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Indian Summer

Wednesday, October 11, 2006

Indian Summer

Another American poet with a good  October poem is Emily Dickinson. This poem I always remember because I saw it first a quarter century ago preparing for the AP English test. When published in 1864 it actually was labeled ‘October’. While there are words and even metaphors in common with the later poem on October by Helen Hunt Jackson, Dickinson takes a much different tack – focusing  not on the change of seasons – but a pause in the transition (what we Midwesterners used to call ‘Indian Summer’).

There is this idea that the warm spell of weather implies that summer, and perhaps life, can go on forever – or at least return again and again forever – as the ‘ranks of seeds their witness bear.’ This idea of immortality deftly becomes a religious metaphor on the seasons(sacraments) of life and death, and what awaits us in the transition and rebirth. Dickinson’s skill lies in showing us this universal metaphor – framing it in so few words – and imparting  such a sense of awe. --Steve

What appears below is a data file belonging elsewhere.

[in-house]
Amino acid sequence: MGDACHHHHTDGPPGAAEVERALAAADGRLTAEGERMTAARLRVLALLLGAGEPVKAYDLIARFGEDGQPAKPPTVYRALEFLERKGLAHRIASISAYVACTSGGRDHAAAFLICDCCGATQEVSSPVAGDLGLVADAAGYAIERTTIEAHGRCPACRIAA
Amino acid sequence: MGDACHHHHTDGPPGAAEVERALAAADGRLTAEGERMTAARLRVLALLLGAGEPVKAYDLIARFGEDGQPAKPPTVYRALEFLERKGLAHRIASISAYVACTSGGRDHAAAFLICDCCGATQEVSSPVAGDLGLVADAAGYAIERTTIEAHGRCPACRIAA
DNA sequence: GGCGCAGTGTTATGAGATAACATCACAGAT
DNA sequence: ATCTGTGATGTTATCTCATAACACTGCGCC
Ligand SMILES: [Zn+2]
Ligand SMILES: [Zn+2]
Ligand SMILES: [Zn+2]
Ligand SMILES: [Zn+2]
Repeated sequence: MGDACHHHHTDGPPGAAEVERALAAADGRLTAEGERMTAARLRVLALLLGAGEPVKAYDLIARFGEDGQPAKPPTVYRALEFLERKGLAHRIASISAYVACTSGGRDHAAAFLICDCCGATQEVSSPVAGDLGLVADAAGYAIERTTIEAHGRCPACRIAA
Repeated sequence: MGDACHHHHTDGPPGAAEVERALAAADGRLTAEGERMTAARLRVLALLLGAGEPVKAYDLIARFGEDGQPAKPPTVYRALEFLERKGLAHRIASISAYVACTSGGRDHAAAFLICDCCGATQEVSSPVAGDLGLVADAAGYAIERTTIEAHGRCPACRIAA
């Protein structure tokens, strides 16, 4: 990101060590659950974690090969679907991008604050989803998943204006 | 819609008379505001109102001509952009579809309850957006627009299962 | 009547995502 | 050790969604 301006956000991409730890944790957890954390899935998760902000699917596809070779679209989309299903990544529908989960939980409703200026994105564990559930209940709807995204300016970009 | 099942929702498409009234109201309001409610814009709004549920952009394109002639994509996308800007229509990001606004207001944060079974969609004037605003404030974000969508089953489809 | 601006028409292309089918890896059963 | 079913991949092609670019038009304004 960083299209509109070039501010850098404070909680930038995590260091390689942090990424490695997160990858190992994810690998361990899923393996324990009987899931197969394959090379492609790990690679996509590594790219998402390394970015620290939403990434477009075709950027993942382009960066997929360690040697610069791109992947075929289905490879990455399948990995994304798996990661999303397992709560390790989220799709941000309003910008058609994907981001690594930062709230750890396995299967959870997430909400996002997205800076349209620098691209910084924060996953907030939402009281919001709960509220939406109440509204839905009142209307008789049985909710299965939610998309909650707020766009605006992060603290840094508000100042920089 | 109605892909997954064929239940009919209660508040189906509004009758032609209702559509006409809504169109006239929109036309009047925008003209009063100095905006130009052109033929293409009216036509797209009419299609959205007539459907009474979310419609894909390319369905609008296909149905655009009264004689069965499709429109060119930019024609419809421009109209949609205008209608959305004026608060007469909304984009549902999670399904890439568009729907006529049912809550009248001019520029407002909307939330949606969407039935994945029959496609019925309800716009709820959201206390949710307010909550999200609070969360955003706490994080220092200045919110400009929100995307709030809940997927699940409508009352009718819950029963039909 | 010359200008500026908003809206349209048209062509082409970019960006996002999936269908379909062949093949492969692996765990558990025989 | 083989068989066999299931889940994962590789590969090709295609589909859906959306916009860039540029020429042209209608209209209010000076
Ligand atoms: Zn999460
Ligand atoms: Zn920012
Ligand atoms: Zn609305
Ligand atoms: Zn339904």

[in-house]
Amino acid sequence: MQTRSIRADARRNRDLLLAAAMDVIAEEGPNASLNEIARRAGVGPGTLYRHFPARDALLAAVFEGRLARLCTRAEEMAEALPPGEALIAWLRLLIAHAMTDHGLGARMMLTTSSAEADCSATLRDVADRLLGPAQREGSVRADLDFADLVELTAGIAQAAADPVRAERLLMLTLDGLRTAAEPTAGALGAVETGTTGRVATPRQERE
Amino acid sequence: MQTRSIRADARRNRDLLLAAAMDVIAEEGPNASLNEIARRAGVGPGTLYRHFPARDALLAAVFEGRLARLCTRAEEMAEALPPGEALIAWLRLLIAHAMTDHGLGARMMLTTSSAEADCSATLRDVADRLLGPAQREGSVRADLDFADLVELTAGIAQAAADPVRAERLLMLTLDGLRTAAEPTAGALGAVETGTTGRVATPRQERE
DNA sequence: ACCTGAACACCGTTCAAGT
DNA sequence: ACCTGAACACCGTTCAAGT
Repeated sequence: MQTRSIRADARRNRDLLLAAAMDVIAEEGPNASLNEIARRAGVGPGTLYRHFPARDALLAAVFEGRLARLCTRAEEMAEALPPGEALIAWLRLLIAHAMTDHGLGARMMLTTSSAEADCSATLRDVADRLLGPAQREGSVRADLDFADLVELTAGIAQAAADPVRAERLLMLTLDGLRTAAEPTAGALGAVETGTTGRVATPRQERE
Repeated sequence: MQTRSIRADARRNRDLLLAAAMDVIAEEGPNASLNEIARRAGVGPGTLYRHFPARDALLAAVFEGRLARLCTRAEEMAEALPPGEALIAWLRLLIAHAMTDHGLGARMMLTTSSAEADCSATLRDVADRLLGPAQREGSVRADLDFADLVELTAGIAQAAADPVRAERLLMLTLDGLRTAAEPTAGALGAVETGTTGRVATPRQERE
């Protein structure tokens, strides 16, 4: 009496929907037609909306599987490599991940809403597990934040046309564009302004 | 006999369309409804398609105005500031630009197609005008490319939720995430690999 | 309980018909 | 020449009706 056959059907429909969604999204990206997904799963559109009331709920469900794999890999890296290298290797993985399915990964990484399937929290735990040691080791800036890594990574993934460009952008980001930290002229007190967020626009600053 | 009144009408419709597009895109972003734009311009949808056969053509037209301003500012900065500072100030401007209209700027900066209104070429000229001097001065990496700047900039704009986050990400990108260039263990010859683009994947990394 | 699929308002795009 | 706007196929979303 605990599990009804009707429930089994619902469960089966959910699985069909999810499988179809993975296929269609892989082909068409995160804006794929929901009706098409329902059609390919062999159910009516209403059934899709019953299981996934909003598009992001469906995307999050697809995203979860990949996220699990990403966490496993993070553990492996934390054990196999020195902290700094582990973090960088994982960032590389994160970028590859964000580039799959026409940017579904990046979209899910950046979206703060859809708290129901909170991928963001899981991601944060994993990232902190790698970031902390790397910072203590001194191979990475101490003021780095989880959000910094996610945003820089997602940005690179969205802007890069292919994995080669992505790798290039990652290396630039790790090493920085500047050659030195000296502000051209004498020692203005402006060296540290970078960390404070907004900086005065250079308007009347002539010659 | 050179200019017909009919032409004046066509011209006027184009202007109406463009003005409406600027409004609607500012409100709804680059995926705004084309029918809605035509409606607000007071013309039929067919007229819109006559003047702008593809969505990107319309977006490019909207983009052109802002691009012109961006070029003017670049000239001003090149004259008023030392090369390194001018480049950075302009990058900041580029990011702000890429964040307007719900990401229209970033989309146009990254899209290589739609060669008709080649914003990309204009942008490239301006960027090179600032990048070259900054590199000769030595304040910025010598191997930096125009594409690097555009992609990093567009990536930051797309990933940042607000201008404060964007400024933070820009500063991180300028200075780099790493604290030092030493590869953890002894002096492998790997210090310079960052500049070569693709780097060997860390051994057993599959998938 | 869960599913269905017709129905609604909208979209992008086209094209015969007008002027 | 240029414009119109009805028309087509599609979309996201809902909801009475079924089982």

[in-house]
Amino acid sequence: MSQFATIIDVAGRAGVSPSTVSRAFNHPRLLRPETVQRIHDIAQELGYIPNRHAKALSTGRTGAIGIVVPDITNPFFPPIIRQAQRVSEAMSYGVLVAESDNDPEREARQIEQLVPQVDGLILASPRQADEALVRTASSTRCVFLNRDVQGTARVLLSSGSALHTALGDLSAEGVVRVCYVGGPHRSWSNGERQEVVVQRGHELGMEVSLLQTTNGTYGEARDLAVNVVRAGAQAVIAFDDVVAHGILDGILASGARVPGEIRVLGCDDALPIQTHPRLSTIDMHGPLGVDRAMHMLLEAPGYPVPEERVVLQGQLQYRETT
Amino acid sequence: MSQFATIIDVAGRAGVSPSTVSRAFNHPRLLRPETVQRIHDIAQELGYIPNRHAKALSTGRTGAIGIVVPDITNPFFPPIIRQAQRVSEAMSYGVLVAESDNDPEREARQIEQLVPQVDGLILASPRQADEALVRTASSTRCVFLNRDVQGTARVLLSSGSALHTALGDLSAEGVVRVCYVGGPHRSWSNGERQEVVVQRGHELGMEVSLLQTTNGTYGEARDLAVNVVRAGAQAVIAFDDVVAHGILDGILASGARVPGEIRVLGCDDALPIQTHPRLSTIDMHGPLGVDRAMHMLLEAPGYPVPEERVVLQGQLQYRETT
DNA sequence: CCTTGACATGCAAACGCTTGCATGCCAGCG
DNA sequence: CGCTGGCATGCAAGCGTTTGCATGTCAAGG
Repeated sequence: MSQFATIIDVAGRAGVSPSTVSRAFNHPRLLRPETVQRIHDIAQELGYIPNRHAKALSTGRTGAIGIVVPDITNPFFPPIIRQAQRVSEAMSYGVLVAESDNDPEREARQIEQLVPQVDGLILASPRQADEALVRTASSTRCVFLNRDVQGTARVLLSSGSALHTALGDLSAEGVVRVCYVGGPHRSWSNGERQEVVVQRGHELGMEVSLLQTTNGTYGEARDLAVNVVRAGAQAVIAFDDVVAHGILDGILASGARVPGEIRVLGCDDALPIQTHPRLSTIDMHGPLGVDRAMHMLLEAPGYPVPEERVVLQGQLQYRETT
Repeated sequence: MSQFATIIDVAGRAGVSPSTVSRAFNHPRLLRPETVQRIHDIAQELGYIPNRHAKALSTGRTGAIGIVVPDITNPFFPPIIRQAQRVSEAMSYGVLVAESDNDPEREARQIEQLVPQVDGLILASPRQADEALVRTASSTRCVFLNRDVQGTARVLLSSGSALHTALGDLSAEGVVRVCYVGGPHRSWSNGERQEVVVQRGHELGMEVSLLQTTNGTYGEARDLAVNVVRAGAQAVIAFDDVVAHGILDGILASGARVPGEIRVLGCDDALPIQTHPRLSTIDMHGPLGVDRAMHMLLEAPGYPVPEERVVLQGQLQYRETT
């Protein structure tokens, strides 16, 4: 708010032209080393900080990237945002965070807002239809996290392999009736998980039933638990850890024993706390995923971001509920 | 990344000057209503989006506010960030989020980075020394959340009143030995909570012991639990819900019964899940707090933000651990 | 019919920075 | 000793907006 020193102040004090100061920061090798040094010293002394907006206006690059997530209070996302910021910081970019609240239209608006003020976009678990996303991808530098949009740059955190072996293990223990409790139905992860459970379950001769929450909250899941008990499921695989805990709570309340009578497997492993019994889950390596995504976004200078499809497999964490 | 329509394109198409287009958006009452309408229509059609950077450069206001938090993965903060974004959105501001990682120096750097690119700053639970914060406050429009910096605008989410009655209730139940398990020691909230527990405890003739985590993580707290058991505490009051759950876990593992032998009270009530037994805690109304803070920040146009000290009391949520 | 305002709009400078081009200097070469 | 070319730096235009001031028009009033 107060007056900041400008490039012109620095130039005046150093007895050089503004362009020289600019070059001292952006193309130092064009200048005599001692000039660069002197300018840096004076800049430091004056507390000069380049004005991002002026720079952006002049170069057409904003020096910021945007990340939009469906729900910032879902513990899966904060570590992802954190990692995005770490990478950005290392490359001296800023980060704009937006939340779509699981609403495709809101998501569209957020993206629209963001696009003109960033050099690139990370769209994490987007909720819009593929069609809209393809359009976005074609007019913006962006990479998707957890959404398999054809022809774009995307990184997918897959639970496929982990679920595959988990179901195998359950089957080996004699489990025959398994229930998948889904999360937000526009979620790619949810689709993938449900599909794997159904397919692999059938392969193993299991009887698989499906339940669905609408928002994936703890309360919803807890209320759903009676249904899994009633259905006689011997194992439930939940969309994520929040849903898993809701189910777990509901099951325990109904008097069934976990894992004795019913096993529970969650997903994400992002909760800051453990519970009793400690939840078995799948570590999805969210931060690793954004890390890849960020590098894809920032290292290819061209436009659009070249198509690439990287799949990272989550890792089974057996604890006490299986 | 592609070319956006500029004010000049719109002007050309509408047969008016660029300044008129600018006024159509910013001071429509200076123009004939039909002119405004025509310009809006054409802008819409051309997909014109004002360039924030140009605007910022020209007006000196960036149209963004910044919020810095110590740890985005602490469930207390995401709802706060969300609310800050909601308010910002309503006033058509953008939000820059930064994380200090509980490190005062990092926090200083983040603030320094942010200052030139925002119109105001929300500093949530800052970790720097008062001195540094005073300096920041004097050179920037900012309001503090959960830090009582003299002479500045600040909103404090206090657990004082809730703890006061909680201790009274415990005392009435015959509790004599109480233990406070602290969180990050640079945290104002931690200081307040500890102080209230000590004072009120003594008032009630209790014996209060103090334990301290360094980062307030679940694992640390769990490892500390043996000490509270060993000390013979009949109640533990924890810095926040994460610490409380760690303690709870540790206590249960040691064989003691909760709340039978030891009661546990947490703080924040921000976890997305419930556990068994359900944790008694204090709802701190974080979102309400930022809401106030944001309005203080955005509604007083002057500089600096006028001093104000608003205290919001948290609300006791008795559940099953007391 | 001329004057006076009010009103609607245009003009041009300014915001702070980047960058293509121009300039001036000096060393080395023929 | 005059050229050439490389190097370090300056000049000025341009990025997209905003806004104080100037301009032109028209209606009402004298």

These are the days when Birds come back

THESE are the days when Birds come back--

A very few--a Bird or two--

To take a backward look.

 

These are the days when skies resume

The old--old sophistries of June--

A blue and gold mistake.

 

Oh fraud that cannot cheat the Bee--

Almost thy plausibility

Induces my belief.

 

Till ranks of seeds their witness bear--

And softly thro' the altered air

Hurries a timid leaf.

 

Oh Sacrament of summer days,

Oh Last Communion in the Haze--

Permit a child to join.

 

Thy sacred emblems to partake--

Thy consecrated bread to take

And thine immortal wine!

Emily Dickinson


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